Rick Porcello on his Curveball

Rick Porcello was better in 2013 for a number of reasons. For one, the Detroit Tigers right-hander was a year older and wiser. Because he broke into the big leagues at a young age, it’s easy to forget he’s just 24. For four seasons, he had largely been learning on the job.

Another reason was the development of his breaking ball. The lack of an effective off-speed pitch had burdened the former first-round pick, especially against left-handed hitters. That changed this year when he put his slider in his back pocket and began featuring a much-improved curveball. The results were telling, as he lowered his ERA from 4.59 to 4.32, and his FIP from 3.91 to 3.53.

Porcello talked about the development of his curveball — including how it impacts his reliance on scouting reports — during the ALCS.

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Porcello on his curveball: “I got more consistent with my breaking ball. I got more consistent with all of my pitch-making, really — fastball, changeup and curveball. I kind of changed my approach against left-handers a little bit. I started using the curveball a lot more, taking something off — going hard and soft — instead of having everything coming in hard. That helped alter their timing.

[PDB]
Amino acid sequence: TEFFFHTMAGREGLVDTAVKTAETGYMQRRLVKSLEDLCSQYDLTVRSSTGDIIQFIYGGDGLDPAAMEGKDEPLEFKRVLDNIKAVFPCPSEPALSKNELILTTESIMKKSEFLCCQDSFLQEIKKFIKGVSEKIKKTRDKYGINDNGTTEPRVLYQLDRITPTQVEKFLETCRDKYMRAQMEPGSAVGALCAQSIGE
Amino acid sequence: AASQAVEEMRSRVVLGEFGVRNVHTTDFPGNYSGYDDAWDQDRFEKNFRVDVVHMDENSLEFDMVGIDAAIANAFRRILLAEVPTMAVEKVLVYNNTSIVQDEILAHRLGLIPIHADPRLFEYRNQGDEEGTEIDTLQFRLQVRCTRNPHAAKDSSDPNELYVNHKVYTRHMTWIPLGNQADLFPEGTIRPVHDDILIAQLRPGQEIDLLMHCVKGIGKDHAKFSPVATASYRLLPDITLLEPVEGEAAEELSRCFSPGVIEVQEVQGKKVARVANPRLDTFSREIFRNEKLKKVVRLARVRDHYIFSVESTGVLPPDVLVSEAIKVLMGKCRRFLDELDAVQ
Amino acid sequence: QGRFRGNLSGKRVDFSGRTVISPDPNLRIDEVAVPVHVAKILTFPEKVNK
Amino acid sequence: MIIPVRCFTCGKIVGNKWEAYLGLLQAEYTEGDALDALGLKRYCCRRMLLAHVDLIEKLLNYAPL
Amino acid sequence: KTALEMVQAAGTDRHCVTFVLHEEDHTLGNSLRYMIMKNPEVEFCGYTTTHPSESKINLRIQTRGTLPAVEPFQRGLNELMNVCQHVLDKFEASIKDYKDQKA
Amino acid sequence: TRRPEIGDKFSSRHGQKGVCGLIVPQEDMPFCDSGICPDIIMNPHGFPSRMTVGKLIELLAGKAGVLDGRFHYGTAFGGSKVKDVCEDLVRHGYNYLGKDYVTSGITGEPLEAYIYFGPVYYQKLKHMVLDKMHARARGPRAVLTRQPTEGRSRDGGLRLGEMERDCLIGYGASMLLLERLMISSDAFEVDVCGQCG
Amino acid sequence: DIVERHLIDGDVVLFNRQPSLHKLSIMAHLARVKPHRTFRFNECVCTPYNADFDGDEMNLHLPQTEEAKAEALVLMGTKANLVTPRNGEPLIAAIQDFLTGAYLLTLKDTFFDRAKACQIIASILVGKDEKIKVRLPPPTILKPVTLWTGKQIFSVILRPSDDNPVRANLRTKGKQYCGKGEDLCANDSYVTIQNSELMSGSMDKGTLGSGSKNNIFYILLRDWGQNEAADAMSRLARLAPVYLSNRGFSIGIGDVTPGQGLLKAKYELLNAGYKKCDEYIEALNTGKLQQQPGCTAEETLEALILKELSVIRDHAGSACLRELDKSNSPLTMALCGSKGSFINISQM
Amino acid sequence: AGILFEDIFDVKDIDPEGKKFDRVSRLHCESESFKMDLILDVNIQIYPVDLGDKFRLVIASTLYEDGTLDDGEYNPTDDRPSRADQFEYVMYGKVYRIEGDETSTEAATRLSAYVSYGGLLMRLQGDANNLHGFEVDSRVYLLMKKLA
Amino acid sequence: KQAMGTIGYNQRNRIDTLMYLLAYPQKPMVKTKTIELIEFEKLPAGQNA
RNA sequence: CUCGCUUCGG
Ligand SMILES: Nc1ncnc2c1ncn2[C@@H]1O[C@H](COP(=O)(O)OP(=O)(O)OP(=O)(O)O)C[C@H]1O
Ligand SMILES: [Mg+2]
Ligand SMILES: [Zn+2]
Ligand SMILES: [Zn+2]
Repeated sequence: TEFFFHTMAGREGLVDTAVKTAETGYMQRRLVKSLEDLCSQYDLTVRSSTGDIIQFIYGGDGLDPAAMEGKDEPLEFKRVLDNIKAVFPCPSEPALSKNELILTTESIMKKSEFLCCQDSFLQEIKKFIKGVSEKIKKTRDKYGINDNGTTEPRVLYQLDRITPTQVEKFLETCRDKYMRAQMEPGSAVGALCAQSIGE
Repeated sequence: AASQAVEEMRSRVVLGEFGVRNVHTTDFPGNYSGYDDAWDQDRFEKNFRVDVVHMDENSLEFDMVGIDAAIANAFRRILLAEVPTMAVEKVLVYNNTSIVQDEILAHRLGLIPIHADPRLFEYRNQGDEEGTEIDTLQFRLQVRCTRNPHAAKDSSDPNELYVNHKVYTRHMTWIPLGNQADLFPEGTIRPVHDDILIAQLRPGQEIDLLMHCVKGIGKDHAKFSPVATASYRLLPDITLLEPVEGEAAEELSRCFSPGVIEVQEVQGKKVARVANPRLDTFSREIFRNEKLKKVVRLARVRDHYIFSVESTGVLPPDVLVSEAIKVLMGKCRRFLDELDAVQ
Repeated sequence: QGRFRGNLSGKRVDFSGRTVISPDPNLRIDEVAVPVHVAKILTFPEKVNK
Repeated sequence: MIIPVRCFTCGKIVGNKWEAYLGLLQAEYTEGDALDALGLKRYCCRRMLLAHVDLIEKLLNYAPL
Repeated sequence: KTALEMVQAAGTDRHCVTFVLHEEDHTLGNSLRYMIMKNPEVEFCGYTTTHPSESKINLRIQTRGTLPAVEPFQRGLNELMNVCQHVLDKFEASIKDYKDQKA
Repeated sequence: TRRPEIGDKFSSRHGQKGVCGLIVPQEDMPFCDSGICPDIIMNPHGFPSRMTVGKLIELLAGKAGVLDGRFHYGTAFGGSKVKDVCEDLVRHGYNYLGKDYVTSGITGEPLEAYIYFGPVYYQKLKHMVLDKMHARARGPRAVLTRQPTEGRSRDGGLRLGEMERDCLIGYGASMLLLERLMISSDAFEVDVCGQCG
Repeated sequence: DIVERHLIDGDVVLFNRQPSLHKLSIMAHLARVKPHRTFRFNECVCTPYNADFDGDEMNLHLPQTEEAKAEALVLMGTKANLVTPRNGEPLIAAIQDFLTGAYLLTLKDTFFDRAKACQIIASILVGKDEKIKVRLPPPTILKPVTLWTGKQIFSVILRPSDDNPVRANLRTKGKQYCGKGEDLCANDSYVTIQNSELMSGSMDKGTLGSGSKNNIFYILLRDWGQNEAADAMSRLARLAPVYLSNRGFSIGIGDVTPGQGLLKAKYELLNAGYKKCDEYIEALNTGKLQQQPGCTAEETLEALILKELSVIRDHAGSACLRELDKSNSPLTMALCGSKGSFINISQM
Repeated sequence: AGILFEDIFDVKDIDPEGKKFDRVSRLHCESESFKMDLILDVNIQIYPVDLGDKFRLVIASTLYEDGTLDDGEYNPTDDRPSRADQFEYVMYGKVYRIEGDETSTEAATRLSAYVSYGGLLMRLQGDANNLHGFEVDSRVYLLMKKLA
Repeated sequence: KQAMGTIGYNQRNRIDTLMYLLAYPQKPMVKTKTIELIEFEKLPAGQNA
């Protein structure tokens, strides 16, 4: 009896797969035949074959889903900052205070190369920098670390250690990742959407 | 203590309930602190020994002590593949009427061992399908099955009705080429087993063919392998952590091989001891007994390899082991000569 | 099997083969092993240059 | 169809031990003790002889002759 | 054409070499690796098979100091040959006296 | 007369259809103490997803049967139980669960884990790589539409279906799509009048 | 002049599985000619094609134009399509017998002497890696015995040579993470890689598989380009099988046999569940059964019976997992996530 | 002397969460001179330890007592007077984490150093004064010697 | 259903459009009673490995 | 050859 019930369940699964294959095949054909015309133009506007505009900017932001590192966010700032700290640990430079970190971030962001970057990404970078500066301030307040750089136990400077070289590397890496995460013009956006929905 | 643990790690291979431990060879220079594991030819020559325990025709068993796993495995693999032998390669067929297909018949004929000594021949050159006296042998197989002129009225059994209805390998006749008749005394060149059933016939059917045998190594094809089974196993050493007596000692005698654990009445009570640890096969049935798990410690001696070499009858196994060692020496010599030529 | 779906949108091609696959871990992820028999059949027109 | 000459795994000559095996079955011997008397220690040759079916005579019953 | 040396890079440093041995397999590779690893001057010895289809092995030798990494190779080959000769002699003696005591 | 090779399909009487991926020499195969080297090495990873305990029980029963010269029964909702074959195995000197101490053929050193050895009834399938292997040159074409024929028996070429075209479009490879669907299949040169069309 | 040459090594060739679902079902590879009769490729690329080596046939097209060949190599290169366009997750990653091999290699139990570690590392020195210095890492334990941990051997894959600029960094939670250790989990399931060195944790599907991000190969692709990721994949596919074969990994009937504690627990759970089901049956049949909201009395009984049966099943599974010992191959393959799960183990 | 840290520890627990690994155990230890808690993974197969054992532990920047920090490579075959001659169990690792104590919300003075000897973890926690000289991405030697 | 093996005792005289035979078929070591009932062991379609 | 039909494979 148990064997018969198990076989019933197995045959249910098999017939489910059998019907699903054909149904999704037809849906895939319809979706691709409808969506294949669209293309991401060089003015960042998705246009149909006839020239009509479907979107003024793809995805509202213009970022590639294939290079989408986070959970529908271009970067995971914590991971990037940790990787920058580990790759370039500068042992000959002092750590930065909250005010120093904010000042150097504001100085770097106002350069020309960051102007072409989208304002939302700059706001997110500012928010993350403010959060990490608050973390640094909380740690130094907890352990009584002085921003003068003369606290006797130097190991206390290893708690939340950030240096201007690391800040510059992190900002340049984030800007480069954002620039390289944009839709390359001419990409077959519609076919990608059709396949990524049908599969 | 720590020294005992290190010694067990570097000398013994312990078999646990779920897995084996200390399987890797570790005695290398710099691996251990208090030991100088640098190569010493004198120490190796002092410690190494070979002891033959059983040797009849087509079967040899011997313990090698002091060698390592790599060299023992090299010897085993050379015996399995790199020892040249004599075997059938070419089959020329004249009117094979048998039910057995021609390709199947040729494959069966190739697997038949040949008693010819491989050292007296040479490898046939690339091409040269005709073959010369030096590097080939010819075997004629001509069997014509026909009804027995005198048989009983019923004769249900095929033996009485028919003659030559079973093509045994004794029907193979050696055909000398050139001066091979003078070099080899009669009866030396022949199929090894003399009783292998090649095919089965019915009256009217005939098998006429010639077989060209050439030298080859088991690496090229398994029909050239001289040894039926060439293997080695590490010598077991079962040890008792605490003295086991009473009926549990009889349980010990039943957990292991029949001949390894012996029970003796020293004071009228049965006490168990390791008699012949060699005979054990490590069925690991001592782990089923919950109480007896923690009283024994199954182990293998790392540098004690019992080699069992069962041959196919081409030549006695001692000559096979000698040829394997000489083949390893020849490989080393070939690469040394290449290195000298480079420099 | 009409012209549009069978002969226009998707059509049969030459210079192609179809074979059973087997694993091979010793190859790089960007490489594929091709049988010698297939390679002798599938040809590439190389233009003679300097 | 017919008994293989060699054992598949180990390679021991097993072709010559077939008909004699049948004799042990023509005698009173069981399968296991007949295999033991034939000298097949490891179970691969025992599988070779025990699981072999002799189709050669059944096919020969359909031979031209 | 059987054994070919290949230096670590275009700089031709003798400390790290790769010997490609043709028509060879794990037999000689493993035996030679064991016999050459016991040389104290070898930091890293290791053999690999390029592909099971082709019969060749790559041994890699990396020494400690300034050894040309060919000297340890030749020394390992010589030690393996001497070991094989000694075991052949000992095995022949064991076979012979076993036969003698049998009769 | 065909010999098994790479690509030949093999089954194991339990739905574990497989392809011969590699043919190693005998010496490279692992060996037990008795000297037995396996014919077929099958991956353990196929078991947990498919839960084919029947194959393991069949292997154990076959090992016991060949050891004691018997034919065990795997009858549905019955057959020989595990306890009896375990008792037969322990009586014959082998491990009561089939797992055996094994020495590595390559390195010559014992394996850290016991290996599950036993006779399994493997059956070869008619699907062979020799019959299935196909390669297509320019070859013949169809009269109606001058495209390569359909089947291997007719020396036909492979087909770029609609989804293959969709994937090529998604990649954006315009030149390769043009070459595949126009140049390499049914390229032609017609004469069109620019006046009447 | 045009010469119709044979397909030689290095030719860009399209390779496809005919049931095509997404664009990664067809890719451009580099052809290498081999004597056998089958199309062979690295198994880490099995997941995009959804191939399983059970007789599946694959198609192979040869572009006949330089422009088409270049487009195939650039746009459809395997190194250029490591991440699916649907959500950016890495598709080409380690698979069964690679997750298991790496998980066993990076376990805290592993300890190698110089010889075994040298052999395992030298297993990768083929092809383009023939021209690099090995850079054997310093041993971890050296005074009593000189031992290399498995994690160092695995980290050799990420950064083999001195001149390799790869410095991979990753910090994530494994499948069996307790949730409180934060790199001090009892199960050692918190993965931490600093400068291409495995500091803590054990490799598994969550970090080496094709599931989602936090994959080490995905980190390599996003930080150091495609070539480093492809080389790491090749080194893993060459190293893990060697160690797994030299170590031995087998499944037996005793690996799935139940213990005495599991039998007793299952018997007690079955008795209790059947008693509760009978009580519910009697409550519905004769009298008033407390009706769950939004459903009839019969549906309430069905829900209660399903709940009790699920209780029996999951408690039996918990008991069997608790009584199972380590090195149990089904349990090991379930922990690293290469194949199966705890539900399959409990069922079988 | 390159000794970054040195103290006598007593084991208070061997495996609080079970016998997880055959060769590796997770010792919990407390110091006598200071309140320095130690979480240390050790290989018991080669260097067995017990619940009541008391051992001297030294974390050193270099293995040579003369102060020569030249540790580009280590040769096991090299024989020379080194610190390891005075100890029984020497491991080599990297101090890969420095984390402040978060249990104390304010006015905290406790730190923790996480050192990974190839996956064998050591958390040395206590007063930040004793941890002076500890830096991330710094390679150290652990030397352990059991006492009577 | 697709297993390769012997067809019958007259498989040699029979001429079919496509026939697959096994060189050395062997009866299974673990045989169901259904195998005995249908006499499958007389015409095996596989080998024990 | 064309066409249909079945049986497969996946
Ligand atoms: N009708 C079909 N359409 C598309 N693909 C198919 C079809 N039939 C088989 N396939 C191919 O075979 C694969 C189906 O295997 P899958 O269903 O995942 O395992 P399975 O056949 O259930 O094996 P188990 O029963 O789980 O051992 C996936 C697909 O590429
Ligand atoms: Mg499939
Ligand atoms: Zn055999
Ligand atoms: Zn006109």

“It was more consistent because I threw it more. I was having some success with it, and it was also my game plan coming in. I knew I needed to make an adjustment, because lefties were too comfortable. They were hitting me too well. Changing speeds with my curveball helped change that.

“My curveball was definitely better this year. We worked on it a lot in spring training. We tightened it up and made it a lot shorter. Those were kind of the tweaks with it. I also made it my priority breaking pitch. I threw a little cutter-slider, but really, my curveball was my breaking pitch this year. It’s what I focused on the whole season. I wasn’t going back and forth between curveball and slider, I just stuck with the one pitch and tried to get it down.

“The [adjustment] was more my release-point, as well as understanding how hard I had to throw it, and where I had to start it to make it an effective pitch. But the improvement really just came with the experience of throwing it over and over again. Like I said, I made it my go-to off-speed pitch.

“Reports became more important for me. This year I finally had the ability to consistently throw an off-speed pitch for strikes, either ahead or behind in the count, and that became a weapon for me. Once I had the ability to do that, I could actually attack weaknesses. I started looking at guys’ swing-and-miss percentages, and how well they hit off-speed. I took that knowledge into the game. [Pitching coach] Jeff Jones helped me come up with game plans, and we were pretty effective with them. I think the year was a real positive in that respect.”



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David Laurila grew up in Michigan's Upper Peninsula and now writes about baseball from his home in Cambridge, Mass. He authored the Prospectus Q&A series at Baseball Prospectus from February 2006-March 2011 and is a regular contributor to several publications. He can be followed on Twitter @DavidLaurilaQA.


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